In Sweden, food and menu labeling has started to include the estimated carbon footprint of each item.
Don’t read too much into the labels, though. The New York Times notes that “the emissions impact of, say, a carrot, can vary by a factor of 10, depending how and where it is grown.”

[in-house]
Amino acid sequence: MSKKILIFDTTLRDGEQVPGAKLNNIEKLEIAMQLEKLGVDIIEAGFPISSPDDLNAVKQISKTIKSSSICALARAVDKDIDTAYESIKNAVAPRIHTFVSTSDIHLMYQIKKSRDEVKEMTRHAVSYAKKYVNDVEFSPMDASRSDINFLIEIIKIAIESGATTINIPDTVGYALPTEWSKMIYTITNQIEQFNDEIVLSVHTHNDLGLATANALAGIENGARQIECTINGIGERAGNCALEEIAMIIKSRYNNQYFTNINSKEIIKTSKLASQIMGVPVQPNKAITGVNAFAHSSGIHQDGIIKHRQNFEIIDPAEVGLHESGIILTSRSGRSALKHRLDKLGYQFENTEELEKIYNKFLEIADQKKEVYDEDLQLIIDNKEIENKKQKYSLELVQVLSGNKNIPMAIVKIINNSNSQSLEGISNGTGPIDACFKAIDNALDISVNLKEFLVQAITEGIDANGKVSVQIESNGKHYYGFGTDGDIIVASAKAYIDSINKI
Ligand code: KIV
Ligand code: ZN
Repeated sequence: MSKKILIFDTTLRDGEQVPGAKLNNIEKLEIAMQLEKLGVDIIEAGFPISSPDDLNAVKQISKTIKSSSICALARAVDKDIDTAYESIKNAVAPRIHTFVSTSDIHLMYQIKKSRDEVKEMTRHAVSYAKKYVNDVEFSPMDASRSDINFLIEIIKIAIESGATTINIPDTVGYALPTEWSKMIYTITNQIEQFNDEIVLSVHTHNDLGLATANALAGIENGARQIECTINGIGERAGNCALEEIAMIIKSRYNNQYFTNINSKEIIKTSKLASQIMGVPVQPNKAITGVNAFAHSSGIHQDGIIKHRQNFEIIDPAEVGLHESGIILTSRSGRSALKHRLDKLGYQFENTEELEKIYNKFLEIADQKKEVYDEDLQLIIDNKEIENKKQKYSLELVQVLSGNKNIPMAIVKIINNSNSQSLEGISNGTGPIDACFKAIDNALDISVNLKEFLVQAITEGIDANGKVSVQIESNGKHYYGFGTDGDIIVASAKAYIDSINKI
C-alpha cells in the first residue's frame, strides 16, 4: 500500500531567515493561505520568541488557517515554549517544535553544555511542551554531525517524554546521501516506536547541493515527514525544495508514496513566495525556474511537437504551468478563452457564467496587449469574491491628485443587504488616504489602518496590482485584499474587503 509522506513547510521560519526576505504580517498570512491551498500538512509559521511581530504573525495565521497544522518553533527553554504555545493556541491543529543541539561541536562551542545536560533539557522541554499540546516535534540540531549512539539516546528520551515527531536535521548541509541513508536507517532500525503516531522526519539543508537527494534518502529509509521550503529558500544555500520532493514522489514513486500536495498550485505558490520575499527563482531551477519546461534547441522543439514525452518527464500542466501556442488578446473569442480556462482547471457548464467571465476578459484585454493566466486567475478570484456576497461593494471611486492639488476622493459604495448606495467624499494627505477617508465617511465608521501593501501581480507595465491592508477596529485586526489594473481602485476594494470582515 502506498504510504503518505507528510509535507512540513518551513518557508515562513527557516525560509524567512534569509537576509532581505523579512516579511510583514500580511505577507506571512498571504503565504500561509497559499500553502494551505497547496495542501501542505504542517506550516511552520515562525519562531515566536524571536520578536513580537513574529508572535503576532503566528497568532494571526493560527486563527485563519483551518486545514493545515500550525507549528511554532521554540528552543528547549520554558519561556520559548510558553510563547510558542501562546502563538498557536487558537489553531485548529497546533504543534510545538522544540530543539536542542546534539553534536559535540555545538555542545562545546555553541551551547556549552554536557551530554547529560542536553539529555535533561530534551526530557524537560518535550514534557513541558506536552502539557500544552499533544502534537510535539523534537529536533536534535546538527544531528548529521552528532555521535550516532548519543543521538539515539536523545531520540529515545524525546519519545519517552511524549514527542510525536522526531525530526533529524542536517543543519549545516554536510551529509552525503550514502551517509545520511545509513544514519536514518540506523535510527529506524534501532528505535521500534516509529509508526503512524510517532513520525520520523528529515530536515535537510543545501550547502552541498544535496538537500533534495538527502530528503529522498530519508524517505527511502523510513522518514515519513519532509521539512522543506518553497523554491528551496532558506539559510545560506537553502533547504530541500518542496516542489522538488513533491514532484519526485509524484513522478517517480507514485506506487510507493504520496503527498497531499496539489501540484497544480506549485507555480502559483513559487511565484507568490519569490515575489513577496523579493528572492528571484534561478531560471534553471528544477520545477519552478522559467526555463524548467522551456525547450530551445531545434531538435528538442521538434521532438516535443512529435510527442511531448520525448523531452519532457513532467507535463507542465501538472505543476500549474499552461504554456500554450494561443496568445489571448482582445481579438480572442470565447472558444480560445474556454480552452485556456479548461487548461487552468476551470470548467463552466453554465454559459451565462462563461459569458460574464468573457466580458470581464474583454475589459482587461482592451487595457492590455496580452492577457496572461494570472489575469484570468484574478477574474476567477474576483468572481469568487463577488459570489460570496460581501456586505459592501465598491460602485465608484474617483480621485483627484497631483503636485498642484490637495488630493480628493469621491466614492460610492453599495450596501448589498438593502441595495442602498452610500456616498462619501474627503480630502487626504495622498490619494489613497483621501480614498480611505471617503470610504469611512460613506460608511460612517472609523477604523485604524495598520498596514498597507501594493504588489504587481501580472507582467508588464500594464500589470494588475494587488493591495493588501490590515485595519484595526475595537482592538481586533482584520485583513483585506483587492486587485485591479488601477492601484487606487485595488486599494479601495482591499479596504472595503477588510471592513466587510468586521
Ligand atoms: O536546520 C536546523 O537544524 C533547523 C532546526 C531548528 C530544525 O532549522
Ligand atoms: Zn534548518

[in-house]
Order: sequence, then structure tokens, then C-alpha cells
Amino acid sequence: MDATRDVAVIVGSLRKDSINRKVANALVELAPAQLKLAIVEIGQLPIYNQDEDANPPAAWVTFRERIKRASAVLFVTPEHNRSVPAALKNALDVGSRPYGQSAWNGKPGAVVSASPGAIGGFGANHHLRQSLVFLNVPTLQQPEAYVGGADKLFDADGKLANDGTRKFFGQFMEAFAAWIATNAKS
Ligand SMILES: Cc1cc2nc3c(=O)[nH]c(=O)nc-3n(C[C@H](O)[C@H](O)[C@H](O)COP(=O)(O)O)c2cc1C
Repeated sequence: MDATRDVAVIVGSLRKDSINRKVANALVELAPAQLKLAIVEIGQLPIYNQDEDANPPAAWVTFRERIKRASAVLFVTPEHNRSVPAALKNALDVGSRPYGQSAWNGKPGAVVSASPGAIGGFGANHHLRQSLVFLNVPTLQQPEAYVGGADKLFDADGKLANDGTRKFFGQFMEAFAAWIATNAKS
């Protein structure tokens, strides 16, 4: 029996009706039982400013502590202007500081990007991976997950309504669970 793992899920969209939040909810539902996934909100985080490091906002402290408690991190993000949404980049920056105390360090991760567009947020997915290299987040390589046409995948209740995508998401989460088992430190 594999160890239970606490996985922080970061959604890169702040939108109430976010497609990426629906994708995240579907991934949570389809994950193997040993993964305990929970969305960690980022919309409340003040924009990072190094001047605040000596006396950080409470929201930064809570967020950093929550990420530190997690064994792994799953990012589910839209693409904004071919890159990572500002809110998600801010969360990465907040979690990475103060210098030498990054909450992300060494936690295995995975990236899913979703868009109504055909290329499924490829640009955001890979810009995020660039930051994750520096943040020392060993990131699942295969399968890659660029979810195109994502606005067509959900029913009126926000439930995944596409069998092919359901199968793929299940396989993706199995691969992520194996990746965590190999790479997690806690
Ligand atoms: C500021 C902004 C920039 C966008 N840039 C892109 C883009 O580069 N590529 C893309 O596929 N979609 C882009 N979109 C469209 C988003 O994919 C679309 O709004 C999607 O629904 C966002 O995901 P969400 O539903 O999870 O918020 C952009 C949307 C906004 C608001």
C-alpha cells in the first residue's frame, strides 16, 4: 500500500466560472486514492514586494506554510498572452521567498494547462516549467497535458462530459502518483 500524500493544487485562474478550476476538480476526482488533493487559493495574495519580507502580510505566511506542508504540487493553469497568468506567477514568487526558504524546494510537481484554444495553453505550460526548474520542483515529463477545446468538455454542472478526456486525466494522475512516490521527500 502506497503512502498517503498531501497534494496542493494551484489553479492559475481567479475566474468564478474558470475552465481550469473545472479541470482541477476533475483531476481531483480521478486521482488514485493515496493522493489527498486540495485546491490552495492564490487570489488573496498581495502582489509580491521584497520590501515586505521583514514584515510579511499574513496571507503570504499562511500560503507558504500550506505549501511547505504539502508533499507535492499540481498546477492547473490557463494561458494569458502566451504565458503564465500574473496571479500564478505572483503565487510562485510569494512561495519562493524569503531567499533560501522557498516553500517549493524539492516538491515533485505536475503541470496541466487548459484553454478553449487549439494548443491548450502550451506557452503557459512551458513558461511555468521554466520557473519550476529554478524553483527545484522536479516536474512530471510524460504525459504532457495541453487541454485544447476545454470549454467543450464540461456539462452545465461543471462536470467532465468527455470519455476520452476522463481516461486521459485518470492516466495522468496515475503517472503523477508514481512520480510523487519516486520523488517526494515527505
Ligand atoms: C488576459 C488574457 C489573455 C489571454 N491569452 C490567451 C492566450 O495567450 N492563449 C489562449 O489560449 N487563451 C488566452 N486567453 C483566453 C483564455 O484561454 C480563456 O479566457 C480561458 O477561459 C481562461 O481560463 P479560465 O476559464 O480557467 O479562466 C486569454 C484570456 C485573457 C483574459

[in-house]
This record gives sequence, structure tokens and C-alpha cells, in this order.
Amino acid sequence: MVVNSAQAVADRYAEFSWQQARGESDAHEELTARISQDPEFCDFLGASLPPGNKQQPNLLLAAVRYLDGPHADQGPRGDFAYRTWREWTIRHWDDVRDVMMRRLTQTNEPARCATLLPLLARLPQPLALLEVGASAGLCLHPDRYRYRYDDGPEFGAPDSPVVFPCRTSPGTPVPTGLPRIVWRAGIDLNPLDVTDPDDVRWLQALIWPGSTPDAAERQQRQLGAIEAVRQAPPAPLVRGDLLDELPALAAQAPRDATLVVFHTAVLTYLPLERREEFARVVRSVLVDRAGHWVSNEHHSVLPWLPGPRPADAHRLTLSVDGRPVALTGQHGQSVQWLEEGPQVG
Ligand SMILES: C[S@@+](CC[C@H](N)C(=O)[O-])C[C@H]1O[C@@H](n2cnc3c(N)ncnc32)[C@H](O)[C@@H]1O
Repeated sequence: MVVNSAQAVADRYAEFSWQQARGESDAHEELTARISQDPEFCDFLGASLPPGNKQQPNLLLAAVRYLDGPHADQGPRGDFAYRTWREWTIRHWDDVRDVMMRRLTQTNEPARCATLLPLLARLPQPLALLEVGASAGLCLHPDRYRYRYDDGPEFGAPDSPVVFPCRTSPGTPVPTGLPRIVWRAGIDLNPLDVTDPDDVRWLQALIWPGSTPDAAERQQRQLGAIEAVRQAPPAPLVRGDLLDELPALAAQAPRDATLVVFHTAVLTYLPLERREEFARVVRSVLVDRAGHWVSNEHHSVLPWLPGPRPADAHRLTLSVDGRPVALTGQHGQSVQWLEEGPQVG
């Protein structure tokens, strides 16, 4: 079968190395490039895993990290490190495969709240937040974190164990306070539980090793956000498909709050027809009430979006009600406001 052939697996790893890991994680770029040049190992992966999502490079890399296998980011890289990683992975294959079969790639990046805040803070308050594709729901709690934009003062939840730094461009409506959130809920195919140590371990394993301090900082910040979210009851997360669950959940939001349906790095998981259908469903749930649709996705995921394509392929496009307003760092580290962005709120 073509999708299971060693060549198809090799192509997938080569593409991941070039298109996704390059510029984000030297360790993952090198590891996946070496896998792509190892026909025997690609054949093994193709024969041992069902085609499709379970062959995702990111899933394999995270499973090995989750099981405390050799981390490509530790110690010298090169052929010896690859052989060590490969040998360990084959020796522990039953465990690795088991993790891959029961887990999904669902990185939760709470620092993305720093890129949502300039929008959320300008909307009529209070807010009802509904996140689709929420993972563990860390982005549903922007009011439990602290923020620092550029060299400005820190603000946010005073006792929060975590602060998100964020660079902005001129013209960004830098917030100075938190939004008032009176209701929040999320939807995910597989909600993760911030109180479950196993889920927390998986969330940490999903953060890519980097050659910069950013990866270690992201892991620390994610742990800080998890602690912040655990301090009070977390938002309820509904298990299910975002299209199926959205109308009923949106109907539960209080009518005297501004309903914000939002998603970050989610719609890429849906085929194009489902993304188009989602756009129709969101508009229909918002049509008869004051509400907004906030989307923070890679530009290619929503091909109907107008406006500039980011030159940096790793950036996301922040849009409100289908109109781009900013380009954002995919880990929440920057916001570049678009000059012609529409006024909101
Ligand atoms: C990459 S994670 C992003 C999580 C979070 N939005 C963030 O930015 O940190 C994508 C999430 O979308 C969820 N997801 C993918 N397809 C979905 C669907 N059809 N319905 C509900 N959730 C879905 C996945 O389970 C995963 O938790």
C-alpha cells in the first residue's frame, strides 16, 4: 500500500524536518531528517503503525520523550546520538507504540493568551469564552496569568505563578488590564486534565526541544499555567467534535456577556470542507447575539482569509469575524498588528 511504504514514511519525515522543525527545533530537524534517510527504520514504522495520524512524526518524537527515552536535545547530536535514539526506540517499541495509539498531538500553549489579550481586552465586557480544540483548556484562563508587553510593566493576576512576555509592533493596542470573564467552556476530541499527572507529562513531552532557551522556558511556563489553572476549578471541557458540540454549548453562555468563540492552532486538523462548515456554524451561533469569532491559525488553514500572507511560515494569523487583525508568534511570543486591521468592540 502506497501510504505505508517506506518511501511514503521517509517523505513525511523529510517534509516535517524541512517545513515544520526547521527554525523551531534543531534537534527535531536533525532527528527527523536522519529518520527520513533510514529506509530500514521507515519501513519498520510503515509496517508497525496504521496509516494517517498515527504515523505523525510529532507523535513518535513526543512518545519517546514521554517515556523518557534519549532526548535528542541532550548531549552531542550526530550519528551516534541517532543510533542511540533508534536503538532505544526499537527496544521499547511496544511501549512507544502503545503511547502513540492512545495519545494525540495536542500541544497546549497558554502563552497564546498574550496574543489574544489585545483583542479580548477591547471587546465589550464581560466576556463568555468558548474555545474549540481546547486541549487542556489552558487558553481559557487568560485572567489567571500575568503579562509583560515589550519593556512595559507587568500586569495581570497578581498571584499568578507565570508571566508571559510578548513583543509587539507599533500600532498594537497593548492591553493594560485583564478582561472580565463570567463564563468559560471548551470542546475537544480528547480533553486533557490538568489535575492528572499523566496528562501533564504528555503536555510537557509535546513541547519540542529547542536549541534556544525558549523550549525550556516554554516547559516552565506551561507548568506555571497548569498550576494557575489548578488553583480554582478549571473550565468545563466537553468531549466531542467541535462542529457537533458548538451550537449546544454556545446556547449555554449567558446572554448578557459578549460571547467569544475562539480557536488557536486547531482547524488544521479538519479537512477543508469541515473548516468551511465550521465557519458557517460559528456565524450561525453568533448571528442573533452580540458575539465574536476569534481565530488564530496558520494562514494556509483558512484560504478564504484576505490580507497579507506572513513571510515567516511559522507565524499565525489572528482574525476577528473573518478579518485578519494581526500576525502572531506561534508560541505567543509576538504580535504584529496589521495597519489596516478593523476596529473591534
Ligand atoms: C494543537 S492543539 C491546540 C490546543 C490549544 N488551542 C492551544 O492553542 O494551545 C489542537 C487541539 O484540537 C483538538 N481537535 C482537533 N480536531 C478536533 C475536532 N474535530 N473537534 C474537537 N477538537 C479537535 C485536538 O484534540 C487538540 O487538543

With that much imprecision built in, if the labels change consumer behavior as much as supporters hope, it’s entirely possible that eco-concsious diets could result in more carbon emissions, not less. A classic case of leaping before you look.
This new religion is a piece of work. It comes complete with a deity (Gaia), clergy (activists), indulgences (carbon credits), and now, dietary restrictions.